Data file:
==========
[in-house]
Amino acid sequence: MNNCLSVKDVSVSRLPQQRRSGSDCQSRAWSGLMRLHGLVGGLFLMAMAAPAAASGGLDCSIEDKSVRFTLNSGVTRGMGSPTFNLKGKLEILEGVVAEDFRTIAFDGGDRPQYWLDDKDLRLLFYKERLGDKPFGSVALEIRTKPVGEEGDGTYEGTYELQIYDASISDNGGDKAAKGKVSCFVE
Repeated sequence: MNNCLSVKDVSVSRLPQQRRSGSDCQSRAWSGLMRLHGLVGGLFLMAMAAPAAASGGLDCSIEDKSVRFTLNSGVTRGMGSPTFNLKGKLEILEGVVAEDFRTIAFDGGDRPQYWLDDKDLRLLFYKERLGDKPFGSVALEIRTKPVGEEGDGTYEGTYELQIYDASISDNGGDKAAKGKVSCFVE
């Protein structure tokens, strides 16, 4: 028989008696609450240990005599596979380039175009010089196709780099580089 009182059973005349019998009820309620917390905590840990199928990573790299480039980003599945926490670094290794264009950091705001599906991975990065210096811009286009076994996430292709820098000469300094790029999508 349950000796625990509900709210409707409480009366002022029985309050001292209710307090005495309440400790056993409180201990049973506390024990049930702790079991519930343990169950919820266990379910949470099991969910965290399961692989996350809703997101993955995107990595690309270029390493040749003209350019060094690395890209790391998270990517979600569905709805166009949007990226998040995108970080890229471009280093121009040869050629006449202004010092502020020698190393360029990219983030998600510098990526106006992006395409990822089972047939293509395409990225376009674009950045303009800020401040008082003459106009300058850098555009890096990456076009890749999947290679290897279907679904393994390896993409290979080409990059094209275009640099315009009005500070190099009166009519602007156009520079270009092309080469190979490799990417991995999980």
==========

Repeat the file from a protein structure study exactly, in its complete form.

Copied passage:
[in-house]
Amino acid sequence: MNNCLSVKDVSVSRLPQQRRSGSDCQSRAWSGLMRLHGLVGGLFLMAMAAPAAASGGLDCSIEDKSVRFTLNSGVTRGMGSPTFNLKGKLEILEGVVAEDFRTIAFDGGDRPQYWLDDKDLRLLFYKERLGDKPFGSVALEIRTKPVGEEGDGTYEGTYELQIYDASISDNGGDKAAKGKVSCFVE
Repeated sequence: MNNCLSVKDVSVSRLPQQRRSGSDCQSRAWSGLMRLHGLVGGLFLMAMAAPAAASGGLDCSIEDKSVRFTLNSGVTRGMGSPTFNLKGKLEILEGVVAEDFRTIAFDGGDRPQYWLDDKDLRLLFYKERLGDKPFGSVALEIRTKPVGEEGDGTYEGTYELQIYDASISDNGGDKAAKGKVSCFVE
């Protein structure tokens, strides 16, 4: 028989008696609450240990005599596979380039175009010089196709780099580089 009182059973005349019998009820309620917390905590840990199928990573790299480039980003599945926490670094290794264009950091705001599906991975990065210096811009286009076994996430292709820098000469300094790029999508 349950000796625990509900709210409707409480009366002022029985309050001292209710307090005495309440400790056993409180201990049973506390024990049930702790079991519930343990169950919820266990379910949470099991969910965290399961692989996350809703997101993955995107990595690309270029390493040749003209350019060094690395890209790391998270990517979600569905709805166009949007990226998040995108970080890229471009280093121009040869050629006449202004010092502020020698190393360029990219983030998600510098990526106006992006395409990822089972047939293509395409990225376009674009950045303009800020401040008082003459106009300058850098555009890096990456076009890749999947290679290897279907679904393994390896993409290979080409990059094209275009640099315009009005500070190099009166009519602007156009520079270009092309080469190979490799990417991995999980």